Tag Archives: email phishing

Back to School – Student Identity Theft

Identity theft is rampant. It it the fastest growing Internet crime and black college students should be aware of the vulnerability of their personal information.

According to the Better Business Bureau college students are prime targets because their credit records are usually clean.  College students are also more willing to share information in person and online. Visit any college campus, especially during the first week, and you will find numerous credit card companies offering their services to new and returning students. There are also other companies and marketers working to gather student information for their sales efforts. Students would be wise to avoid these information collectors. Be extremely careful what forms or surveys you fill out and what information you release to someone you really don’t know.

Combine that with the powerful urge to be social and you will find students sharing far too much information on social media sites like Facebook and Instagram and other campus forums.

Teach your student that not everyone on campus, student or not, is a friend. Half of all identity theft cases reported are executed by someone the victim knows. This is why it so important that all students, African-American especially, jealously guard their personal information.

The college dorm room is a vulnerability for careless students. BBB CEO Kelvin Collins said, “Protect your information. Don’t leave bank statements, credit card statements or your wallet just laying out for other people to find.”

Campus mailboxes are another vulnerability. Students should send sensitive mail to their permanent addresses. Students should also  check their financial statements often to look for suspicious activity or purchases.

Make sure you or your student are aware of the campus privacy policies. Ask questions about who the campus shares information with. You might be surprised. Some universities sell student SAT and ACT scores, their financial information such a student loan data and even what books they check out and classes they take.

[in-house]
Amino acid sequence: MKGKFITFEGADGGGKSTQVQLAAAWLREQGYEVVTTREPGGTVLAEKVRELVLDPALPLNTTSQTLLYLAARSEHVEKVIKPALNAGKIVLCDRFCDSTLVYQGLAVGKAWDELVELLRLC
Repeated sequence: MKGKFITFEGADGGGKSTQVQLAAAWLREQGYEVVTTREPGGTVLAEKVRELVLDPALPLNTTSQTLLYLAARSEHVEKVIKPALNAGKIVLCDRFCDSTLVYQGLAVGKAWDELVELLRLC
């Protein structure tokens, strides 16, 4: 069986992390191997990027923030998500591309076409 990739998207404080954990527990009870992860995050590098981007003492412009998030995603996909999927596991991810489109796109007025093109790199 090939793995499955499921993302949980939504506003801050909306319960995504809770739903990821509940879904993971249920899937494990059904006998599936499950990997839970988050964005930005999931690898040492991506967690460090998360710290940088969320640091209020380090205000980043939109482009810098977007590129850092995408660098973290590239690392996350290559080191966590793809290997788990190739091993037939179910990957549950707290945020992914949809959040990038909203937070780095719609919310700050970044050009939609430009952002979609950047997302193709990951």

There are steps that a student can take to protect their identity.

  1. Be aware of dumpster diving – Students receive a lot of offers through the mail. Don’t just throw these things away. Identity thieves are checking campus trash cans and will often find student’s personal information. They may find enough to apply for a credit card in the students name. This is really very common.  Make sure you use a shredder on all your unwanted mail. A good paper shredder can be as cheap as $10.00.  Make use of email delivered credit card bills or bank statements.
  2. Check you mailbox frequently – Breaking into student mailboxes is not uncommon.  Be alert, has your mail suddenly stopped?  An identity thief  may have filled out a change of address form against your address. Check with postal officials if something does not seem right.
  3. Monitor your identity…closely Make use of credit monitoring services. Check all your accounts at least once a month . This includes bank accounts, credit cards, and utility bills. Look for suspicious charges you didn’t authorize, no matter  how small.  Identity thieves will often test a charge account with a small purchase to see if they can use your identity. If they succeed they go on a spending spree.  Are you getting notifications in the mail or your e-mail about accounts you know nothing about?  Don’t just delete the notice, investigate. Calls from creditors or collection agencies may indicate you have already been victimized. Report this immediately to the police, your bank, your legitimate credit accounts and all the credit reporting agencies.  Get a yearly copy of your credit report. You can visit www.annualcreditreport.com, or call toll-free 877-322-8228 to receive your report.
  4. Know whats in your wallet or purseMost people, actually 95 percent, carry a wallet or purse with them at all times. But very few can tell you exactly what’s in it. The contents of your wallet or purse probably include your driver’s license, or social security card, extremely valuable forms of identification. These documents are the target of identity thieves. Guard your wallet or purse at all times. Don’t relax around you dorm roommates. Make a list of all identity documents and credit cards you carry with you. Write down your driver’s license number and other important numbers. And be prepared to take action if your wallet or purse is stolen. In the event your wallet or purse is stolen notify every agency responsible for the items on your list immediately. Don’t wait to see if it re-appears or if someone turns in to lost and found.  Being proactive will save you the headache of trying to remember what you have in your wallet and the agony of having your identity stolen. And never, ever, keep your social security number on you. A favorite move of an experienced identity thief is to steal your purse or wallet, copy the information and then turn it in to lost and found or return it to you. This has the affect of causing you to relax and not alert the proper officials. Keep that in mind.  Memorize your social security number and lock it away in a safe location.